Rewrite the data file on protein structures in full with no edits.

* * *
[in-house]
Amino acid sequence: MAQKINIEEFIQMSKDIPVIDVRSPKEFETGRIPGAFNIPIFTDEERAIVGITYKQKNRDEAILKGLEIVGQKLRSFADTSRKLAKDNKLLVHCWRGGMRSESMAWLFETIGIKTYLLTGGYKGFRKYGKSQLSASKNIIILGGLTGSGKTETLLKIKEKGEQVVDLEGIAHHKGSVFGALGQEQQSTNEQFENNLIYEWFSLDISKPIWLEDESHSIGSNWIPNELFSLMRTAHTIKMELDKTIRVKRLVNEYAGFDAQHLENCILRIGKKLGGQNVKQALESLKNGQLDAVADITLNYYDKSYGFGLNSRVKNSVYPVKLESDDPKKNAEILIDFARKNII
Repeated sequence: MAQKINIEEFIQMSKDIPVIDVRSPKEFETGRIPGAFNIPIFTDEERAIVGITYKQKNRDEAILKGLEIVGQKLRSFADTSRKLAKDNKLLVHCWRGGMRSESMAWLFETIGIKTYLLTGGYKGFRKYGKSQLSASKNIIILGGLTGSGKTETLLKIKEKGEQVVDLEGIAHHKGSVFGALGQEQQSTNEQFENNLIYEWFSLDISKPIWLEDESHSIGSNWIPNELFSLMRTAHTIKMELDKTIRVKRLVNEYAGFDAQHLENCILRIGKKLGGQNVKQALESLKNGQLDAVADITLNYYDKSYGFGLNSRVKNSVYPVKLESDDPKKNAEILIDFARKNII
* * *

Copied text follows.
[in-house]
Amino acid sequence: MAQKINIEEFIQMSKDIPVIDVRSPKEFETGRIPGAFNIPIFTDEERAIVGITYKQKNRDEAILKGLEIVGQKLRSFADTSRKLAKDNKLLVHCWRGGMRSESMAWLFETIGIKTYLLTGGYKGFRKYGKSQLSASKNIIILGGLTGSGKTETLLKIKEKGEQVVDLEGIAHHKGSVFGALGQEQQSTNEQFENNLIYEWFSLDISKPIWLEDESHSIGSNWIPNELFSLMRTAHTIKMELDKTIRVKRLVNEYAGFDAQHLENCILRIGKKLGGQNVKQALESLKNGQLDAVADITLNYYDKSYGFGLNSRVKNSVYPVKLESDDPKKNAEILIDFARKNII
Repeated sequence: MAQKINIEEFIQMSKDIPVIDVRSPKEFETGRIPGAFNIPIFTDEERAIVGITYKQKNRDEAILKGLEIVGQKLRSFADTSRKLAKDNKLLVHCWRGGMRSESMAWLFETIGIKTYLLTGGYKGFRKYGKSQLSASKNIIILGGLTGSGKTETLLKIKEKGEQVVDLEGIAHHKGSVFGALGQEQQSTNEQFENNLIYEWFSLDISKPIWLEDESHSIGSNWIPNELFSLMRTAHTIKMELDKTIRVKRLVNEYAGFDAQHLENCILRIGKKLGGQNVKQALESLKNGQLDAVADITLNYYDKSYGFGLNSRVKNSVYPVKLESDDPKKNAEILIDFARKNII